Eritrean infiltrators in Tel Aviv
Eritrean infiltrators in Tel AvivTomer Neuberg/Flash 90

A special research delegation of the Danish Immigration Service (UDL) went to Ethiopia and Eritrea to clarify the political realities in the region in terms of "refugee status" for immigrants illegally leaving Eritrea, and last month published its precedent setting results.

The report, released November 14 and entitled "Eritrea - Drivers and Root Causes of Emigration, National Service and the Possibility of Return," removed the blanket asylum granted to Eritreans in Denmark.

In research based on diplomatic sources, NGOs, and witness testimony from within and without Eritrea, the report found that there is no true danger posed to army deserters who escape forced service, and who in nearly all cases are not given any sort of punishment.

Aside from Denmark, the report has great implications for Israel where tens of thousands of Eritrean and Sudanese illegal infiltrators have made their way into the country and drastically raised the crime rates, as the Knesset struggles with the High Court to find a way to combat the phenomenon.

While leftist organizations have claimed the infiltrators are refugees, figures presented by the state have shown the overwhelming majority of them are not refugees, but rather work migrants breaking the law in a search of greater job opportunities. Those figures are backed by the Danish report, which gives credence to the appraisal that infiltrators do not have refugee status.

Harsh punishments?

In the UDL report, a source from an international organization within Eritrea declared that in the worst case scenario, an Eritrean who left the country without permission will be arrested "for several days up to one week," and then sent back to army service.

Many sources cited in the research reported that those who pay a 2% tax of their earnings can receive a passport and return to the country without any sanctions for deserting the army, or illegally leaving the country. In some instances those returning weren't even required to return to army service.

Aside from activist opponents of the regime, the Eritrean government views deserters as immigrants leaving for financial reasons and not traitors, and doesn't try to pursue or punish them, according to the report.

The report noted that many Eritreans leave and return to the country on a constant basis, and many instances were described of Eritreans leaving without permission and returning for visits - including a visit by a group of 400 Eritreans with Swedish passports who had left without a permit and were stopped at the airport. They were allowed to return to Sweden without any problems.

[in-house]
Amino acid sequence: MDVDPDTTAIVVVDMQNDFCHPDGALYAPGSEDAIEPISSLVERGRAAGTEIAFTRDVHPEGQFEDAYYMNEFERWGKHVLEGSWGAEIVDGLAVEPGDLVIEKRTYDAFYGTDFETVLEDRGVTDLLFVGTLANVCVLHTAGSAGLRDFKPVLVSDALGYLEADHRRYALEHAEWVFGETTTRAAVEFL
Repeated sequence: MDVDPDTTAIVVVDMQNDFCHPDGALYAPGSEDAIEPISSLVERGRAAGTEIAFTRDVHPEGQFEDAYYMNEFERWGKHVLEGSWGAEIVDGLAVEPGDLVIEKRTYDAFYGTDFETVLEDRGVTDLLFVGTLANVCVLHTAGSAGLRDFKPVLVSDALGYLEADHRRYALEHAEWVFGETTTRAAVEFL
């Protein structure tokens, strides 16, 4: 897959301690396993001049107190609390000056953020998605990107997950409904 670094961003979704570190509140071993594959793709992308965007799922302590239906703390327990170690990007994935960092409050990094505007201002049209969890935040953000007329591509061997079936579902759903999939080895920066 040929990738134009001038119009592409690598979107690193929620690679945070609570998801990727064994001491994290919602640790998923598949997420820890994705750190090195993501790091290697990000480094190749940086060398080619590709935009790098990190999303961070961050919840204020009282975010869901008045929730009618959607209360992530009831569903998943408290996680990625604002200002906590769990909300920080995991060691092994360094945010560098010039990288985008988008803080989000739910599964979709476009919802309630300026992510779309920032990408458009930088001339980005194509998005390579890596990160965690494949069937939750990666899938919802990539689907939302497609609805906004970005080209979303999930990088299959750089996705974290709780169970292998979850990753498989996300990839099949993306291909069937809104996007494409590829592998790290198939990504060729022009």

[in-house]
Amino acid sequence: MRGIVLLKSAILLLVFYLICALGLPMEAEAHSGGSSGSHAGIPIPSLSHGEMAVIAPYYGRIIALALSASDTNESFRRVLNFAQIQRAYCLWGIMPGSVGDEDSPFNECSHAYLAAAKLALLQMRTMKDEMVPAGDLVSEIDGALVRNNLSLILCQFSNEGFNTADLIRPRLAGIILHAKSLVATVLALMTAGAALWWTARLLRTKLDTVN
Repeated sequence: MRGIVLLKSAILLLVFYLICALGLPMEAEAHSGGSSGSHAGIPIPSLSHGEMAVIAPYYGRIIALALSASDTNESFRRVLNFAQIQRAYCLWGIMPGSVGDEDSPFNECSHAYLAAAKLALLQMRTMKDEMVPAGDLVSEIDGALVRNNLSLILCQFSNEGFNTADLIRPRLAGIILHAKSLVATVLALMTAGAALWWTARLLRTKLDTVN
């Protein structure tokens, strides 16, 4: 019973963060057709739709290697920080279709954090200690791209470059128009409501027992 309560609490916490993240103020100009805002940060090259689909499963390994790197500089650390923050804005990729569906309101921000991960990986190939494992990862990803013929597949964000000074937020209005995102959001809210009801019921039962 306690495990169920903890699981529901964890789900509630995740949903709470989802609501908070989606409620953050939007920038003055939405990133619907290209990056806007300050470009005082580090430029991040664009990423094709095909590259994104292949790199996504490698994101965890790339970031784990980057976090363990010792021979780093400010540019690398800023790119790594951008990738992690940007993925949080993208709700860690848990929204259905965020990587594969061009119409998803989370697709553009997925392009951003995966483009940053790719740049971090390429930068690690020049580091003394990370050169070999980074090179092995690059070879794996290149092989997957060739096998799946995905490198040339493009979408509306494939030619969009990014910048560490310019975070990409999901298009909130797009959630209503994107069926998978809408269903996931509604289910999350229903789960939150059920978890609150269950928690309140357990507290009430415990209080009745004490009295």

In another case described in the report, a group of several hundred Eritreans were returned to the country by force by Egypt after leaving illegally and trying to infiltrate into Israel. Back in Eritrea, they were arrested for a mere two weeks and returned to their families.

Several diplomatic sources in Eritrea were cited by the report saying that the regime has changed its policy and no longer prevents immigration by its citizens. They reported that in the last two years there is no attempt to prevent people from leaving or returning, as long as immigrants pay the required taxes at the embassies.

UDL noted on international reports which claim that up to 10,000 people are imprisoned in Eritrea, and based on the research findings said the reports are "difficult to harmonize with the reality on the ground."

Responding to criticism, UDL's vice director Lykke Sørensen told the Danish newspaper Berlingske "the report stands. It is based on credible sources within Eritrea, showing that some of our ideas about the situation in the country were not fully up-to-date.”

An Israeli-European coalition to return infiltrators

Yonatan Yakubovich, head of the NGO Israeli Immigration Policy Center's publicity department, said the report has profound meaning for Israel.

"Despite the fact that a large part of what is described in the report was already known from testimony by Eritreans, this is the first time that an official body in a European country gives it official confirmation based on diplomatic sources," said Yakubovich.

He continued "unfortunately, for years the public opinion in Israel was stuffed with reports written by radical organizations, most of them from testimony of the infiltrators themselves."

"The Israeli government needs to cooperation with the Danish government and other countries like Norway to quickly advance arrangements to return the infiltrators from Eritrea to their land," said Yakubovich. "Until then, the ban on employing them and negating the incentives to their continued presence in Israel will bring the voluntary return of most infiltrators."